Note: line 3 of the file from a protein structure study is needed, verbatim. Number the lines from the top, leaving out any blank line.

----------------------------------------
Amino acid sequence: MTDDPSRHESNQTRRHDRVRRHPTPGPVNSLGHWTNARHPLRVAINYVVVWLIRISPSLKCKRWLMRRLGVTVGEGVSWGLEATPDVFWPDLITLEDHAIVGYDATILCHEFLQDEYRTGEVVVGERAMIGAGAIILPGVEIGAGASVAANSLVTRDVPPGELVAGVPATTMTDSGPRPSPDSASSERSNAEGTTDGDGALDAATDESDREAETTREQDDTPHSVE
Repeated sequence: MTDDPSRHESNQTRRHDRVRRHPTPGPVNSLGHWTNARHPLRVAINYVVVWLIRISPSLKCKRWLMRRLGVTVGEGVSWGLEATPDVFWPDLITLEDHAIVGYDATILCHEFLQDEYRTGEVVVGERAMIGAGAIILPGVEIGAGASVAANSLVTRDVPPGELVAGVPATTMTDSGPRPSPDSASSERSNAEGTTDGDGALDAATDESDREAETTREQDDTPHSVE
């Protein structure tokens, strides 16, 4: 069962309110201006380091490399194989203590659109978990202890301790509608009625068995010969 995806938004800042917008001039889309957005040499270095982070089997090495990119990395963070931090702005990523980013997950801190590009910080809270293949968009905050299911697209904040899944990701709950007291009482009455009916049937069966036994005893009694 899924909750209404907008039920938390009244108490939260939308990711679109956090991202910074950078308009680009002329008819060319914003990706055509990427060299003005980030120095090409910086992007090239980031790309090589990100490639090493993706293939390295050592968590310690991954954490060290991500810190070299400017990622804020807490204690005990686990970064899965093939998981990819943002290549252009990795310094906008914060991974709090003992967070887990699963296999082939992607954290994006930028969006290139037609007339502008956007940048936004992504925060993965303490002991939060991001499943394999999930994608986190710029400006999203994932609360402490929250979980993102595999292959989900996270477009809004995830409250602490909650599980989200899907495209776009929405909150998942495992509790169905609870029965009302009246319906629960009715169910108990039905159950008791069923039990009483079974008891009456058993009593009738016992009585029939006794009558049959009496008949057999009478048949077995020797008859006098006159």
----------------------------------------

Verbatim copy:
């Protein structure tokens, strides 16, 4: 069962309110201006380091490399194989203590659109978990202890301790509608009625068995010969 995806938004800042917008001039889309957005040499270095982070089997090495990119990395963070931090702005990523980013997950801190590009910080809270293949968009905050299911697209904040899944990701709950007291009482009455009916049937069966036994005893009694 899924909750209404907008039920938390009244108490939260939308990711679109956090991202910074950078308009680009002329008819060319914003990706055509990427060299003005980030120095090409910086992007090239980031790309090589990100490639090493993706293939390295050592968590310690991954954490060290991500810190070299400017990622804020807490204690005990686990970064899965093939998981990819943002290549252009990795310094906008914060991974709090003992967070887990699963296999082939992607954290994006930028969006290139037609007339502008956007940048936004992504925060993965303490002991939060991001499943394999999930994608986190710029400006999203994932609360402490929250979980993102595999292959989900996270477009809004995830409250602490909650599980989200899907495209776009929405909150998942495992509790169905609870029965009302009246319906629960009715169910108990039905159950008791069923039990009483079974008891009456058993009593009738016992009585029939006794009558049959009496008949057999009478048949077995020797008859006098006159």